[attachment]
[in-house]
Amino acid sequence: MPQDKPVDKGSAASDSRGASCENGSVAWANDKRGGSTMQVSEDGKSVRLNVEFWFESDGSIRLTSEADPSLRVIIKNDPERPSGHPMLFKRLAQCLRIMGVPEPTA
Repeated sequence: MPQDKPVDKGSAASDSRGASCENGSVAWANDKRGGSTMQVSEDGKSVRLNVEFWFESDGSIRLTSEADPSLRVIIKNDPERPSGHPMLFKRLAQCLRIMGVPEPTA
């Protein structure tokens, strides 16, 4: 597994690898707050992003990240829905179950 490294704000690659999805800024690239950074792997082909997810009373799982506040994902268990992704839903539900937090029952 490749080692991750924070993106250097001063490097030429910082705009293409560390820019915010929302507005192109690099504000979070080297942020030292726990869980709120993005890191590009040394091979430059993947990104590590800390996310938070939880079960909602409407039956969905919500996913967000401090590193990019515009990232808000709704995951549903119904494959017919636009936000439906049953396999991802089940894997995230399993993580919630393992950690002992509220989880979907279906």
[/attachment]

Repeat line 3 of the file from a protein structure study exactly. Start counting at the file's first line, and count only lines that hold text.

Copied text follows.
Repeated sequence: MPQDKPVDKGSAASDSRGASCENGSVAWANDKRGGSTMQVSEDGKSVRLNVEFWFESDGSIRLTSEADPSLRVIIKNDPERPSGHPMLFKRLAQCLRIMGVPEPTA